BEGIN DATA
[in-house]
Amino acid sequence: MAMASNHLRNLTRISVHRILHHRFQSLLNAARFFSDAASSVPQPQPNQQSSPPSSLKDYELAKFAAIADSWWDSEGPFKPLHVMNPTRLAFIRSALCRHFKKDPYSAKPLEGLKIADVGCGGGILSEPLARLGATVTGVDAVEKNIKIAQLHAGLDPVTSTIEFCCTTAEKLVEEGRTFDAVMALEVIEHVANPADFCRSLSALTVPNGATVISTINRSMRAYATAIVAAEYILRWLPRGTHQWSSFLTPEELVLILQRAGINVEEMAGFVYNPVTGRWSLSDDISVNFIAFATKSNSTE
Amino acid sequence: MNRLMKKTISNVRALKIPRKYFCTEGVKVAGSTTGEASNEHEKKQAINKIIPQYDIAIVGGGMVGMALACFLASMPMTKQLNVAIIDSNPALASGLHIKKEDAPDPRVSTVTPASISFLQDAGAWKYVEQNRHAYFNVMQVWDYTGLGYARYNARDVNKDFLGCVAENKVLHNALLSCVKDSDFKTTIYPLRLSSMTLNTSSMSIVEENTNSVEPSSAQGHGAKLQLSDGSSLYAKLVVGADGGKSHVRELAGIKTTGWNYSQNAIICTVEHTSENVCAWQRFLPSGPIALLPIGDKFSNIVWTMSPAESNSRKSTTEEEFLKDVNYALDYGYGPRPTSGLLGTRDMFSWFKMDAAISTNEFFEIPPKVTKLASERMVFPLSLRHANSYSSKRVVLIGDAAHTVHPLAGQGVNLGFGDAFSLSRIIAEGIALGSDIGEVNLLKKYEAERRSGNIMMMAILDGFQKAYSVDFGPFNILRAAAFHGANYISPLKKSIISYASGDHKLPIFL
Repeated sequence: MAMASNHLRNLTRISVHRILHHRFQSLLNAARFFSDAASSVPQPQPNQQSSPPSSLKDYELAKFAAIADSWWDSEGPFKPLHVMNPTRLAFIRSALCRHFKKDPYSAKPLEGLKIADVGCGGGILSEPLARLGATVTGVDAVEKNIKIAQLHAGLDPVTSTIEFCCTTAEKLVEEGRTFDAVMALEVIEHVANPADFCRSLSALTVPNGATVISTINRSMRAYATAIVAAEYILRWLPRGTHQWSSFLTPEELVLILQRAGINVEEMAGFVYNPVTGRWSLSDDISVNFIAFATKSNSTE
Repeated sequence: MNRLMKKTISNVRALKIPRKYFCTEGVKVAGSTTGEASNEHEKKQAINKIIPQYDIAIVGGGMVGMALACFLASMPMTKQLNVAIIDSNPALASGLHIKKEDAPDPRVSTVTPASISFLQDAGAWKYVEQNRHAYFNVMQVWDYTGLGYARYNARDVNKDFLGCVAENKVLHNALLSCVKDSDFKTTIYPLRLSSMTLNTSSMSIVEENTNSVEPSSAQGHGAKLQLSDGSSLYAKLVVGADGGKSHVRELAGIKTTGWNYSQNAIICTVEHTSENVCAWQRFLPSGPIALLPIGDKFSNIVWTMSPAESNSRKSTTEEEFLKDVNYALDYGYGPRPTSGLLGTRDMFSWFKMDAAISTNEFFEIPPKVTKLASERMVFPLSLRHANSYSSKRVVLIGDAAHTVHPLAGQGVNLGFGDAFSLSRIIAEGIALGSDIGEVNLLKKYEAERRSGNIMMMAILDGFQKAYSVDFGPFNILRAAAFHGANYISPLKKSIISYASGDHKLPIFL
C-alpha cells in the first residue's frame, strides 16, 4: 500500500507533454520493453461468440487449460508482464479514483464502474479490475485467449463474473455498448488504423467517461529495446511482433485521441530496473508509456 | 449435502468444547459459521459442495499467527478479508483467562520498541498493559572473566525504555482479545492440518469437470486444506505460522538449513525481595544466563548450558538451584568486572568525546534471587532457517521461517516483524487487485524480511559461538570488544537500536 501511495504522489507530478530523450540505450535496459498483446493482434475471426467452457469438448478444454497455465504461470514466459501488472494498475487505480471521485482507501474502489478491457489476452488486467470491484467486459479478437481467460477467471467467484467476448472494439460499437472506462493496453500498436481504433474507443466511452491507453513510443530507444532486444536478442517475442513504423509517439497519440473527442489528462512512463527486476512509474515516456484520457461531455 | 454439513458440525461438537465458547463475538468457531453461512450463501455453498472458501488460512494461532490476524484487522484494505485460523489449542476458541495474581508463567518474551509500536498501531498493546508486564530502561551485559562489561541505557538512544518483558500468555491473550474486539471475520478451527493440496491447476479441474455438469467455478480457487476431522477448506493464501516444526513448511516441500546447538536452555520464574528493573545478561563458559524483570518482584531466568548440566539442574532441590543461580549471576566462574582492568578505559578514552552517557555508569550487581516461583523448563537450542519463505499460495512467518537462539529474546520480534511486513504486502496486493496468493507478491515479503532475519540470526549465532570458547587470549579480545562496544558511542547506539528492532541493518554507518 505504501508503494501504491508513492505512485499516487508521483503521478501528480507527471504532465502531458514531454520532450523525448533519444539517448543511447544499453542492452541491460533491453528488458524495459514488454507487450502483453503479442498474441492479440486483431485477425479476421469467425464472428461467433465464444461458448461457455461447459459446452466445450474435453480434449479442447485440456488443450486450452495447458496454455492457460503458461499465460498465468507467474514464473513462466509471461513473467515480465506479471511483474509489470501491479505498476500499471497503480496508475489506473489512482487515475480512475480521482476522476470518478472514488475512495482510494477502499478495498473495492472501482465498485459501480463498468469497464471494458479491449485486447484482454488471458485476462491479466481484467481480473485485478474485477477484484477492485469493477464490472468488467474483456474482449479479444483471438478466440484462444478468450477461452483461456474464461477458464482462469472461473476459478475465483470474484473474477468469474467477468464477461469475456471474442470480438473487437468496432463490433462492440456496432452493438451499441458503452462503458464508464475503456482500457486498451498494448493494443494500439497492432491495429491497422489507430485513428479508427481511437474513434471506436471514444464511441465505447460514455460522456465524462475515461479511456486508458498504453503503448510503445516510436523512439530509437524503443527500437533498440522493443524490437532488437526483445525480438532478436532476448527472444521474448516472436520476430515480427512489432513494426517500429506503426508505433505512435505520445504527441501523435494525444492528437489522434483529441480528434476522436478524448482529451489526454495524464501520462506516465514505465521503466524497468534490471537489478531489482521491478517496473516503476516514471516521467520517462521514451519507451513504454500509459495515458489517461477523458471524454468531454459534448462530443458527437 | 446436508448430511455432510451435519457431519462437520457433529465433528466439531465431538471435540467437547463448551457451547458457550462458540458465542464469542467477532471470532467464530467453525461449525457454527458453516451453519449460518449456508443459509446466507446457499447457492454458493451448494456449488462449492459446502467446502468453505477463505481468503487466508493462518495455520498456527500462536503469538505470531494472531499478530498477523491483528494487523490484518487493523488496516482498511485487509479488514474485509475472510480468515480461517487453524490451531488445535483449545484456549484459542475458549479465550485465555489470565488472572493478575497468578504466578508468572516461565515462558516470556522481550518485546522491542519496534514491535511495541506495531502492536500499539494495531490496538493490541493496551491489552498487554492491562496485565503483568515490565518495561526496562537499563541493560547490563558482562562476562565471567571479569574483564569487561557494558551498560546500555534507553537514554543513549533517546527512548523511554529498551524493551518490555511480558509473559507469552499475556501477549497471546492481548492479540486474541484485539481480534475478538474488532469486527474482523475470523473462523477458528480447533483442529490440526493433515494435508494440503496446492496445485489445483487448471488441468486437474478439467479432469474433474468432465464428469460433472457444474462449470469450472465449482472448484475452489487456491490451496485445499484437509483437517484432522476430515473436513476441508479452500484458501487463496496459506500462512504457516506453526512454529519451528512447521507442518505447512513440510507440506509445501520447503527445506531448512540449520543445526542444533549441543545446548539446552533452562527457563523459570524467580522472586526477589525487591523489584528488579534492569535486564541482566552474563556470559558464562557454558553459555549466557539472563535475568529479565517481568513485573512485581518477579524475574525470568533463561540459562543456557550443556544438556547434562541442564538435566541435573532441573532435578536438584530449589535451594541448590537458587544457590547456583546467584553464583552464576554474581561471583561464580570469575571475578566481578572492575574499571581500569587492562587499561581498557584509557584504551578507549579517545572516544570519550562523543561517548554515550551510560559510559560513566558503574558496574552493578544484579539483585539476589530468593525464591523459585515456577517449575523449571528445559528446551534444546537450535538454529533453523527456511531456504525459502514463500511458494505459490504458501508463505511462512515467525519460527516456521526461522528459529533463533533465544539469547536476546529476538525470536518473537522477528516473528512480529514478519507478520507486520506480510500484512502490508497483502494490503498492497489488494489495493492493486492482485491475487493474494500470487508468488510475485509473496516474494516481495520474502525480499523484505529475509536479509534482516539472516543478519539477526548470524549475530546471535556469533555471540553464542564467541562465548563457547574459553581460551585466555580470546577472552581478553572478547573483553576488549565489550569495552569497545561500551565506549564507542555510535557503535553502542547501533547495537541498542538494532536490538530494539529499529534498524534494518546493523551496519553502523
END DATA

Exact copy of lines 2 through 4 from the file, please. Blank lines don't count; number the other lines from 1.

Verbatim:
Amino acid sequence: MAMASNHLRNLTRISVHRILHHRFQSLLNAARFFSDAASSVPQPQPNQQSSPPSSLKDYELAKFAAIADSWWDSEGPFKPLHVMNPTRLAFIRSALCRHFKKDPYSAKPLEGLKIADVGCGGGILSEPLARLGATVTGVDAVEKNIKIAQLHAGLDPVTSTIEFCCTTAEKLVEEGRTFDAVMALEVIEHVANPADFCRSLSALTVPNGATVISTINRSMRAYATAIVAAEYILRWLPRGTHQWSSFLTPEELVLILQRAGINVEEMAGFVYNPVTGRWSLSDDISVNFIAFATKSNSTE
Amino acid sequence: MNRLMKKTISNVRALKIPRKYFCTEGVKVAGSTTGEASNEHEKKQAINKIIPQYDIAIVGGGMVGMALACFLASMPMTKQLNVAIIDSNPALASGLHIKKEDAPDPRVSTVTPASISFLQDAGAWKYVEQNRHAYFNVMQVWDYTGLGYARYNARDVNKDFLGCVAENKVLHNALLSCVKDSDFKTTIYPLRLSSMTLNTSSMSIVEENTNSVEPSSAQGHGAKLQLSDGSSLYAKLVVGADGGKSHVRELAGIKTTGWNYSQNAIICTVEHTSENVCAWQRFLPSGPIALLPIGDKFSNIVWTMSPAESNSRKSTTEEEFLKDVNYALDYGYGPRPTSGLLGTRDMFSWFKMDAAISTNEFFEIPPKVTKLASERMVFPLSLRHANSYSSKRVVLIGDAAHTVHPLAGQGVNLGFGDAFSLSRIIAEGIALGSDIGEVNLLKKYEAERRSGNIMMMAILDGFQKAYSVDFGPFNILRAAAFHGANYISPLKKSIISYASGDHKLPIFL
Repeated sequence: MAMASNHLRNLTRISVHRILHHRFQSLLNAARFFSDAASSVPQPQPNQQSSPPSSLKDYELAKFAAIADSWWDSEGPFKPLHVMNPTRLAFIRSALCRHFKKDPYSAKPLEGLKIADVGCGGGILSEPLARLGATVTGVDAVEKNIKIAQLHAGLDPVTSTIEFCCTTAEKLVEEGRTFDAVMALEVIEHVANPADFCRSLSALTVPNGATVISTINRSMRAYATAIVAAEYILRWLPRGTHQWSSFLTPEELVLILQRAGINVEEMAGFVYNPVTGRWSLSDDISVNFIAFATKSNSTE